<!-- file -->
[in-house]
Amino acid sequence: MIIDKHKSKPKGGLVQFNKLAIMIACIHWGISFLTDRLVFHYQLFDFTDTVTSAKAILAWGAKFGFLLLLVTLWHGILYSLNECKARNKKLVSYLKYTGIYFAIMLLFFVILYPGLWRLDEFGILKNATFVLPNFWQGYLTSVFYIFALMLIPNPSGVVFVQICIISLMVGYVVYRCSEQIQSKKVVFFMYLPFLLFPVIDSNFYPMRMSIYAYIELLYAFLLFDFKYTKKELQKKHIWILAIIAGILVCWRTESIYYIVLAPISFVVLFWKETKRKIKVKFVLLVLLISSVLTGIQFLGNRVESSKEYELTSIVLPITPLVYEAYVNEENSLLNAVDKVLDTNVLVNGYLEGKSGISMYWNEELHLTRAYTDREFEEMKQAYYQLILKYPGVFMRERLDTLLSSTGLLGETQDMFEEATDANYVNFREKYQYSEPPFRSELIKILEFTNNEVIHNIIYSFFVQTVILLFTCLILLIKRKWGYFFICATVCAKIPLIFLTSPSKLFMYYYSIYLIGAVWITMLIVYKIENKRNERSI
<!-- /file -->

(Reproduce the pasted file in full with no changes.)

[in-house]
Amino acid sequence: MIIDKHKSKPKGGLVQFNKLAIMIACIHWGISFLTDRLVFHYQLFDFTDTVTSAKAILAWGAKFGFLLLLVTLWHGILYSLNECKARNKKLVSYLKYTGIYFAIMLLFFVILYPGLWRLDEFGILKNATFVLPNFWQGYLTSVFYIFALMLIPNPSGVVFVQICIISLMVGYVVYRCSEQIQSKKVVFFMYLPFLLFPVIDSNFYPMRMSIYAYIELLYAFLLFDFKYTKKELQKKHIWILAIIAGILVCWRTESIYYIVLAPISFVVLFWKETKRKIKVKFVLLVLLISSVLTGIQFLGNRVESSKEYELTSIVLPITPLVYEAYVNEENSLLNAVDKVLDTNVLVNGYLEGKSGISMYWNEELHLTRAYTDREFEEMKQAYYQLILKYPGVFMRERLDTLLSSTGLLGETQDMFEEATDANYVNFREKYQYSEPPFRSELIKILEFTNNEVIHNIIYSFFVQTVILLFTCLILLIKRKWGYFFICATVCAKIPLIFLTSPSKLFMYYYSIYLIGAVWITMLIVYKIENKRNERSI